…but I have no regrets. It was a gut-wrenching loss for me, and it was clearly one of the toughest moments of my entire life from which I am unsure that I will ever fully recover; but the situation could have been significantly worse — like not seeing her one last time while she was still alive. During those final days, I told my mother everything that I wanted her to know and hear while she was still lucid. A part of me is who I am because of her; so in a way, she still lives on through me.

Bereavement airfares may no longer exist on many airlines; but having reservations agents and gate agents of an airline who can do what they can to ease an otherwise difficult situation in terms of flight arrangements can be a world of difference; and I was fortunate to have experienced that.

If your mother is still alive, please let her know how important she is to you — and not just on Mother’s Day either. In fact, tell everyone who means something to you how much they mean to you and how you are fortunate to have them in your life. It will brighten their days — and yours as well.

Fortunately, I have many hours of video of my mother recorded from over the years; so I can always see and hear her again any time I want.

In the meantime, I still miss my mother — may she rest in peace.

This one is for you, Mom…

Photograph ©2009 by Brian Cohen.

8 thoughts on “Why Mother’s Day is Somber to Me”

  1. Bill says:

    Brian, this was a truly touching post. You’ve left me in tears. I’m thinking about a friend of mine who also lost their parent.

  2. Joyce says:

    Thanks for sharing your beautiful story; it is definitely a reminder to cherish those who are dear to us while we have them and to be grateful for the time we got to spend with those who have moved on to better places.

  3. Andy says:

    Oh man… great, now you got me all “misty eyed” as my mother also passed in May, pretty much 5 years to the day. Thanks a lot! Only kidding…. a touching post indeed.

    Compared to many (all?) on boardingarea, you write poignantly and interestingly with a human aspect, without the ridiculous narcissistic entitlement a few seem to perpetuate. Who really cares that Delta have removed their award chart when your own beautiful mother has been removed from your life.

    I know how you feel Brianon this day, but the old cliche…better to have loved and lost… is maybe appropriate.

    The circle of life for me is strong as I watch my 4 year old son (that my mother missed seeing by only months!) color in a card today for my wife, and her pride in him is beautiful. Im sure your Mom was and is proud of you today.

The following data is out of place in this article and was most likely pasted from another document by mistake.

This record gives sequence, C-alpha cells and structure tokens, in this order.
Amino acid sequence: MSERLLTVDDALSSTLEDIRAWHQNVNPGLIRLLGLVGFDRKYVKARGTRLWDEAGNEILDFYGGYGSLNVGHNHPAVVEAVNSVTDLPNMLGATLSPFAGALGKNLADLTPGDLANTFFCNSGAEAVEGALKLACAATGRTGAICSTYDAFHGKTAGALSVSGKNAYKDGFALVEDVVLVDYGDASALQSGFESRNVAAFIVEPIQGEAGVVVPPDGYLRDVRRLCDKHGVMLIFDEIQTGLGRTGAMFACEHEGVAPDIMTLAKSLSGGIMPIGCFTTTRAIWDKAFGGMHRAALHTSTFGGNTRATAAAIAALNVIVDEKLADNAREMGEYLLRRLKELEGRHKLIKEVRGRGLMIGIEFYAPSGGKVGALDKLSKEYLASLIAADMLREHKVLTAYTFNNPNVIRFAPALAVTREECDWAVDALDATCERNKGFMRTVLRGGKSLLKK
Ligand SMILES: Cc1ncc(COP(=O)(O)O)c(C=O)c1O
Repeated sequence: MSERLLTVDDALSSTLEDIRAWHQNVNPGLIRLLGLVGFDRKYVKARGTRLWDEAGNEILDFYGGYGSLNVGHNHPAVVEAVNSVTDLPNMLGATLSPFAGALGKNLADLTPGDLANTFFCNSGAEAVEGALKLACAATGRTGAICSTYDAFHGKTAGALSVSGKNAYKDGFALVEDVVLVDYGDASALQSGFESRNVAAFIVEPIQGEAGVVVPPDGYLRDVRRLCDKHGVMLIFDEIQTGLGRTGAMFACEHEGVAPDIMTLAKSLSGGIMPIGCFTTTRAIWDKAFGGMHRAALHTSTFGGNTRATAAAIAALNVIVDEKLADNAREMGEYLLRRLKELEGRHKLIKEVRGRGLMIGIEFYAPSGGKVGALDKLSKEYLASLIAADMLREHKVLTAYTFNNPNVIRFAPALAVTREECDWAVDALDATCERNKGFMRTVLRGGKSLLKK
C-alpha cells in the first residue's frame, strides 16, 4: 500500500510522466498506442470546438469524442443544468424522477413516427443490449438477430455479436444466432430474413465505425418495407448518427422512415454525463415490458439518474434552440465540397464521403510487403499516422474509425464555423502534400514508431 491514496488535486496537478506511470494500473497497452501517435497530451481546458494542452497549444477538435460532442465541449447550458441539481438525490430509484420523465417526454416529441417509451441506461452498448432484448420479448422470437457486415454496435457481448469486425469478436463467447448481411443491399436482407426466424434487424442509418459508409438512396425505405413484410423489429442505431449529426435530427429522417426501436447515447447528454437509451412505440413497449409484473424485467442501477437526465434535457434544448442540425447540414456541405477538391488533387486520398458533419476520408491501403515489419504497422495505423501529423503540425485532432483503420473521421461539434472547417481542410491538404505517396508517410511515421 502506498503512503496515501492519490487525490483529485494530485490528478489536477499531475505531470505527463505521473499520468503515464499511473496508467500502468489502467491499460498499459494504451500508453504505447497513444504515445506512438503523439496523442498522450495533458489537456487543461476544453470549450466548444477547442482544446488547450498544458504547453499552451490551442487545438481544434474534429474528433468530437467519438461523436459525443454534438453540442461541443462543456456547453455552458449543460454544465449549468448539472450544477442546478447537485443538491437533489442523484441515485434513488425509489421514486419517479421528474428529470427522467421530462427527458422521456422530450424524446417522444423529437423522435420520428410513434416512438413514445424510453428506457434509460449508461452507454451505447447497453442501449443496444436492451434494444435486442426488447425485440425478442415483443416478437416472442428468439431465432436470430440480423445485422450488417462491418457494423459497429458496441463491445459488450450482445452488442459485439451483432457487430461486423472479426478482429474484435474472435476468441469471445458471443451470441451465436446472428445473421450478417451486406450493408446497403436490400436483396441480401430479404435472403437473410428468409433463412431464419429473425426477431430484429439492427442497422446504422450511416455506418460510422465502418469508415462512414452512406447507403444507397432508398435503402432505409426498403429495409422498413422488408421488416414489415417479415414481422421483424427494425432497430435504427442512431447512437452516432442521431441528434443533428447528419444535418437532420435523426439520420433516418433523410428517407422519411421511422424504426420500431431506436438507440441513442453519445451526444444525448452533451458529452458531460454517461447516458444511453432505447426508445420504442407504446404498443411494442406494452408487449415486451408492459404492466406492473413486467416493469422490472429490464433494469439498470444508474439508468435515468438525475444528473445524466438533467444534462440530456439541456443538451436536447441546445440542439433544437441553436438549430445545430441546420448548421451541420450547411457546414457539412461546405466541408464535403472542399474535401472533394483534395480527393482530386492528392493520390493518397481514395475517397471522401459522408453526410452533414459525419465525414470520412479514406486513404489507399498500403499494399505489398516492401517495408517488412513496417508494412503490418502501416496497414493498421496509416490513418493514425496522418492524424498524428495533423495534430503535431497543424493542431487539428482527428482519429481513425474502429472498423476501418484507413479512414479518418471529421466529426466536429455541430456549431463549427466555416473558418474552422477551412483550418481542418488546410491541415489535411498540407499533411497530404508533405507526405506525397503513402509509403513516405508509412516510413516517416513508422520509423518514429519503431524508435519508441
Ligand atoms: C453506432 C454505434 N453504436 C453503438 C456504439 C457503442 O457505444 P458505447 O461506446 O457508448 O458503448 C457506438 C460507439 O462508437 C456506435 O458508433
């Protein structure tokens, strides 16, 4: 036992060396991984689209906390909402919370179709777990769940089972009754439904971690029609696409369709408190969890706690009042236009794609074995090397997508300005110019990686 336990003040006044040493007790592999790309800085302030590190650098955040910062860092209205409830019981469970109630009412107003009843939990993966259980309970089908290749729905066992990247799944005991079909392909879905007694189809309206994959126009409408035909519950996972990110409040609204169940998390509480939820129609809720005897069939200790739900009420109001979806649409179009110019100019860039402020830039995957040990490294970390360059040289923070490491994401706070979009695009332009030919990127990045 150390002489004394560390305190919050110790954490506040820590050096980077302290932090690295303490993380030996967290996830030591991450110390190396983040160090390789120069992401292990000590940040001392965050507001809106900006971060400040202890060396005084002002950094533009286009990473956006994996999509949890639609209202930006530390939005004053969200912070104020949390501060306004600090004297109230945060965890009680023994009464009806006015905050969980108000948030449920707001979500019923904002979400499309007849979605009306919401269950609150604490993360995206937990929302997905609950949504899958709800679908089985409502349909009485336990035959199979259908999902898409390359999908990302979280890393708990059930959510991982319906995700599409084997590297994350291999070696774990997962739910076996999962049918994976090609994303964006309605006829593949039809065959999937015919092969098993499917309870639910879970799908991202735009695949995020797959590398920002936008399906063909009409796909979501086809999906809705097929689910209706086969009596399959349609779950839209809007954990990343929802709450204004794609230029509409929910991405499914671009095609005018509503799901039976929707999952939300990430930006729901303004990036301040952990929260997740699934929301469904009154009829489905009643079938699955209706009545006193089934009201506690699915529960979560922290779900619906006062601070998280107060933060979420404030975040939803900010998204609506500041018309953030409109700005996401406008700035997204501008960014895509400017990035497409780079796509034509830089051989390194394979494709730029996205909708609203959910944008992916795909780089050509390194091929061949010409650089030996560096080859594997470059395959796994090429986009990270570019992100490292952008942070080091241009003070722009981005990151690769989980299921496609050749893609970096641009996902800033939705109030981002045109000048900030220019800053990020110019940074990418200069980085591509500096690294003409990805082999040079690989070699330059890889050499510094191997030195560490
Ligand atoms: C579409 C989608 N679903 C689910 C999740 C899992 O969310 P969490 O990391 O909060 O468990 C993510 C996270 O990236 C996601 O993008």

4. icicle says:

    All I can offer you is a hug and my prayers.

    I have no words to make today any easier but I can lend you a listening ear.

    Your words have humbled me. I hope you can take comfort in the fact that your Mother has taught us all something today: there is joy in life, and to be grateful for the moments that we all have together.

    *HUG*

  5. Edward says:

    Thanks for your moving post. I lost a parent a few months ago, and your post made me realize how raw it still is. Try to always remember and cherish the times you had together and not regret the time you wish you had. I am glad that you have no regrets.

  6. Brian Cohen says:

    I apologize for not responding sooner; but this is the first time I read this article since I wrote it — for obvious reasons — and I am touched by the thoughts of everyone who posted a comment here.

    All I can say to you is that you have no idea just how much your thoughts mean to me. Thank you so much…

  7. Colleen Rucker says:

    “Whoever wins the boxing match wins the war. No innocent lives are spared.”

    I don’t mean to be one of those “picky commenters” and I was really moved by this post.

    But I think you said the opposite of what you meant here. Innocent lives ARE spared. “None are spared” often refers to a massacre.

    Regardless, consider my comment and then delete it because it scars an otherwise great post.

    And BTW I totally understand mom’s view of language. My mom’s (and my) pet peeve is the introduction of “sucks” into the lexicon.

    Not to mention the new use of “So” as the beginning of any oral response on TV.

    1. Brian Cohen says:

      I will read the article again to see the part to which you are referencing, Colleen Rucker.

      As for deleting your comment: no. I appreciate constructive criticism of virtually any kind, as it shows me that you and others are reading the articles which I have written — and I also learn from it…

      …so please accept my sincere thanks. I do not have an editorial staff; and proofreading something I wrote is difficult to do. Please feel free to offer constructive criticism and corrections to any other article I write here at The Gate.